Things I’ve actually said to children under the age of 12:
“One rule guys, when we score, we lose our minds!!!!!”
“YOU need to score a bicycle kick right now!”
“I need 100 goals from you in the next shift”
Things children have said to me:
“What’s a bicycle kick?”
“I’m cold and dizzy”
“Who do you keep calling Marissa? I’M Marissa!”
I will defend these things in a moment but I feel that context is everything before declaring a parent unfit to coach/ be around kids so here’s some context…
My new favourite person in the world is Jurgen Klopp.
“Who is he and why do I care?”
You care because he is Liverpool’s new manager and he is a maniac. He is German and adds an intensity so refreshingly different to the English game where coaches tend to choose their words carefully and be in relative control of themselves. I wouldn’t just say that I love him, I might be IN love with his coaching style. He is simply a maniac and a motivator.
Interviews with Jurgen are hilarious and honest. If he hears a question he likes he answers it out of a reservoir of knowledge and practicality. If he is annoyed by the question he can be quick witted with a humour not unlike the sarcasm I was raised with in the Kope home… laughing with a “you might want to rethink the question?” sort of flavour. Keeps people on their toes and using their brains…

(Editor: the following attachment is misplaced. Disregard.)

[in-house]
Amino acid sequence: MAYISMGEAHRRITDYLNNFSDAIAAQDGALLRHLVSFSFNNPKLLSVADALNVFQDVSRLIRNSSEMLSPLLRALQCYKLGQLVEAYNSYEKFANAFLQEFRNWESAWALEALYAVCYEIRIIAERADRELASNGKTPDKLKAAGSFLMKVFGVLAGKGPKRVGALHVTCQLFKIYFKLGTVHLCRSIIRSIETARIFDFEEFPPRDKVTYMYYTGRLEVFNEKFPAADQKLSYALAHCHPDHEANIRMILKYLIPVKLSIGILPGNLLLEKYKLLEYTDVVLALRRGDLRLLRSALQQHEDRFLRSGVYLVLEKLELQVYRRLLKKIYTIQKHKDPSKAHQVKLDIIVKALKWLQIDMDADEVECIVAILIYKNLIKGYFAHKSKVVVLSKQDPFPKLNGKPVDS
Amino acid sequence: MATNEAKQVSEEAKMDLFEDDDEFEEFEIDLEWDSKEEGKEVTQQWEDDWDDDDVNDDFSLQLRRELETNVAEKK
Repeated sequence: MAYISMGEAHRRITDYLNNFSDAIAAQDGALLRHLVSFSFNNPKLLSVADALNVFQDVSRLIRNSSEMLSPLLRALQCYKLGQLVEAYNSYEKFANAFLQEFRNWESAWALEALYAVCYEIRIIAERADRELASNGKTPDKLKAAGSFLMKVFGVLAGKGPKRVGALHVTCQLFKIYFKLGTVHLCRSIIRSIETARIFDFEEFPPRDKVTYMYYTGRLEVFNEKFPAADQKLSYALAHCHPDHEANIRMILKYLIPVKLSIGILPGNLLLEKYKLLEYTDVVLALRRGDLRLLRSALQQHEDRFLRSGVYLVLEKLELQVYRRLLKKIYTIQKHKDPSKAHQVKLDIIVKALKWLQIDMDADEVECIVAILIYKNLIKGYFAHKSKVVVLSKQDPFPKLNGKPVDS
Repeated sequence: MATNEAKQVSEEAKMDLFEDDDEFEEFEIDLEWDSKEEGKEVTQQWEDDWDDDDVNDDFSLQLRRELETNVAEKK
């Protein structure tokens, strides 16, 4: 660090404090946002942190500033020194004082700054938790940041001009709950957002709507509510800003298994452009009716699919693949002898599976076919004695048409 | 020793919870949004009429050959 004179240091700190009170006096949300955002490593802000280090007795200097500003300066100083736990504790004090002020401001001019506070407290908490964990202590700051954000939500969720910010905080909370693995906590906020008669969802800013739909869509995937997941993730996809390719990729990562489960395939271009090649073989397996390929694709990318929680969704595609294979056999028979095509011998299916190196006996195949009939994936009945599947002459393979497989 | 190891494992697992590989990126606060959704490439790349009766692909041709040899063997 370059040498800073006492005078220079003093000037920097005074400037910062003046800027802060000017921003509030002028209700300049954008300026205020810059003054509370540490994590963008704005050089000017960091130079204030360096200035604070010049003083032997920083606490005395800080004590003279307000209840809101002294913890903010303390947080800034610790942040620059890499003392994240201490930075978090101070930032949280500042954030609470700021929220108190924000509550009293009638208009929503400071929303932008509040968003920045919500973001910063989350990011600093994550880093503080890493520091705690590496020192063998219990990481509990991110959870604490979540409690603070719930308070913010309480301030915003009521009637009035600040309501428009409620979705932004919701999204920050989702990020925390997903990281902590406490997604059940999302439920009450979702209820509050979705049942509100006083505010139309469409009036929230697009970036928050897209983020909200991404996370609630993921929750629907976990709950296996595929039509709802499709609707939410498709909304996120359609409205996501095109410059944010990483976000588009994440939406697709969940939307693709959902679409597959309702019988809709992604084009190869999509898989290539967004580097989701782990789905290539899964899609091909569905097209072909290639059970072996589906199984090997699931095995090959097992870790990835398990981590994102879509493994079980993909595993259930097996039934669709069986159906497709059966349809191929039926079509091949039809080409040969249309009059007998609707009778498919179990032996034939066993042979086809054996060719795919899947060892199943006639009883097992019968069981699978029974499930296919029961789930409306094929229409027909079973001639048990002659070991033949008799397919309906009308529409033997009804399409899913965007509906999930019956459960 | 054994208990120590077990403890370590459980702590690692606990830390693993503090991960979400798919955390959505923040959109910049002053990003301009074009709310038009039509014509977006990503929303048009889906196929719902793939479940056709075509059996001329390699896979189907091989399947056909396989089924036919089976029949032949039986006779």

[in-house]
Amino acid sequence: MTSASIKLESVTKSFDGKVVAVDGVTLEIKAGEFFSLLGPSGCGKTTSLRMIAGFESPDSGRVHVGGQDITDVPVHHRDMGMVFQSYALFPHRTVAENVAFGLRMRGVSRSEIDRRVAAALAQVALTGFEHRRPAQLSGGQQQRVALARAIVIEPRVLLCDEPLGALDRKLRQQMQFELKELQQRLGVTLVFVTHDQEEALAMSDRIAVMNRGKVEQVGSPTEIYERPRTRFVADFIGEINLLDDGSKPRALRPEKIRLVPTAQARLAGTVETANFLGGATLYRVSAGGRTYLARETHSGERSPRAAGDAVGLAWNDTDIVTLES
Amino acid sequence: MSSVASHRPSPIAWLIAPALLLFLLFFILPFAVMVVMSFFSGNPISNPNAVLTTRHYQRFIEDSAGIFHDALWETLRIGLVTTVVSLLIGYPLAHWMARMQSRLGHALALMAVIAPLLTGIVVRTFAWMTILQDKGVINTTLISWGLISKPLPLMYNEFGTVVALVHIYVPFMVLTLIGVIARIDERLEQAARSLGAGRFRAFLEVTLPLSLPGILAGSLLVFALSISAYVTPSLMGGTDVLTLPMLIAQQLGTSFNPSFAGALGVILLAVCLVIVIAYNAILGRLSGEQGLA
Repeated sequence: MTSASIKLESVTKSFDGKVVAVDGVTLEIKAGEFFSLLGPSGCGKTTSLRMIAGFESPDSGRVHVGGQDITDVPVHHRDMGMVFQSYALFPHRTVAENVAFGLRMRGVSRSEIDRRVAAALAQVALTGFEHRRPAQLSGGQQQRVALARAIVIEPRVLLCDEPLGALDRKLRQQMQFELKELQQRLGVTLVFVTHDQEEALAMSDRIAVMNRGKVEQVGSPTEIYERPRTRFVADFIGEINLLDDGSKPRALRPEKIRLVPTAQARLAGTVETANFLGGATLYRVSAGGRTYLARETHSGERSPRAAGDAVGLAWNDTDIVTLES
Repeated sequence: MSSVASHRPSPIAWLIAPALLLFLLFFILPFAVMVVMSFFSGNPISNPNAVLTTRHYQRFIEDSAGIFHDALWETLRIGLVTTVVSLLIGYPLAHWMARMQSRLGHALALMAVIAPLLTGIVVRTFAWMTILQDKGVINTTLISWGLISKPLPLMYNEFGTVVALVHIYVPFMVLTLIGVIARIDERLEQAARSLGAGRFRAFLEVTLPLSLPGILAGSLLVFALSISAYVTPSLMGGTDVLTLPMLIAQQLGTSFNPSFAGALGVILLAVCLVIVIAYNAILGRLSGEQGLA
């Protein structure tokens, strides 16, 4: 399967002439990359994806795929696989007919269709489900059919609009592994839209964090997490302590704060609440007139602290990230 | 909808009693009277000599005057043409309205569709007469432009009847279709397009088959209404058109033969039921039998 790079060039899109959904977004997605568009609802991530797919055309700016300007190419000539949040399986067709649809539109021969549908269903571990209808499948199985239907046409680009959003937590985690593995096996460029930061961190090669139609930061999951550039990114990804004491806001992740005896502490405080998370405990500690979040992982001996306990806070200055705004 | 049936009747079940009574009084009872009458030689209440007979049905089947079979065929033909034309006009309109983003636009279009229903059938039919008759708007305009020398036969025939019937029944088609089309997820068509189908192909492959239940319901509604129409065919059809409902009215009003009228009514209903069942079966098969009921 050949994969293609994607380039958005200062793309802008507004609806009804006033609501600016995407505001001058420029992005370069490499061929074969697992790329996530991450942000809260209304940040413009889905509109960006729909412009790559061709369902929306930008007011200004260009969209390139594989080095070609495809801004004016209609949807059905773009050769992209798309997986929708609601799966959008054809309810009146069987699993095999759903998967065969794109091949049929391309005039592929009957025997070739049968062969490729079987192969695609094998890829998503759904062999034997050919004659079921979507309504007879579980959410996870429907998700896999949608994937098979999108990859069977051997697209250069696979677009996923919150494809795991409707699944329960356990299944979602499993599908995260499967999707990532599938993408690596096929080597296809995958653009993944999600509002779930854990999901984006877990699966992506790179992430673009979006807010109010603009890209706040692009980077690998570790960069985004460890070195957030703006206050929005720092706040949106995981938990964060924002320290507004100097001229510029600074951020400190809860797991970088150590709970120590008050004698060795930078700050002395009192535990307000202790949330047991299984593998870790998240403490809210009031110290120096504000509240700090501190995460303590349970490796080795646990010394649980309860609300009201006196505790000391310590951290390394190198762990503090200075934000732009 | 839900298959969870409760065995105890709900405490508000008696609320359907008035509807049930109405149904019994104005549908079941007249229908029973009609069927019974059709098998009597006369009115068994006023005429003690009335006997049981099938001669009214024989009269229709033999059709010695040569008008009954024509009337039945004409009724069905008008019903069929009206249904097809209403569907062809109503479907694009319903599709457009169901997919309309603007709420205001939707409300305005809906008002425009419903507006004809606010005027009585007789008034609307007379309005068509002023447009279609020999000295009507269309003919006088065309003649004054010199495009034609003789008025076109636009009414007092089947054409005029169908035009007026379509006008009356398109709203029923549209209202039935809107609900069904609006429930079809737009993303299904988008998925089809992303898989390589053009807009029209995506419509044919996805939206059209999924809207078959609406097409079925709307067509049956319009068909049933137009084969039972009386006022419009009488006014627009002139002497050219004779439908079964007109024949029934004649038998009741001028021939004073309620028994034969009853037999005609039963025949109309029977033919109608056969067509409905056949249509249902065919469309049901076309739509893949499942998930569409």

When our ten and eleven year old girls score a goal, we all lose our minds.
I was on my actual toes waaay out of the technical area near where the other team’s subs are “taking a knee” waiting for a break in play to go on when we nearly scored. I yelled something unearthly as my body twisted in a way that is physically impossible (my own way of willing the ball into the back of the net) and on my was down my eyes locked on those of the nervous girls on the other team.
Were they afraid? Absolutely they were! Casting scared glances toward their “normal” Canadian soccer coach they started inching away from the touch line. Will they be confident during their shift? Not a chance!
Whenever our strikers are preparing to go out it is always with a “score a bicycle kick right now!” ringing in their ears. Most of the time the response is typical but last night one of them actually said “I do know what that is, but I can’t DO one…”
What a terrible attitude. Disgusting!
“I’m cold and dizzy”… said no champion EVER!!! Unbelievable!
As to calling the wrong girl Marissa for most of the game… in my defence I had forgotten her name.
I made up for Marisa’s indignation by calling her the “REAL Marissa!” for the remainder of the game. “Up the line REAL Marissa! Cut that ball out REAL Marissa!” That’s what motivates kids in case you didn’t know this before or are a terrible coach yourself.
I had a little guy on a team named Jake one year. Jake had no idea he was half the size of every other player out there because he had heart and loved to run and probably never stopped to think about his disadvantage.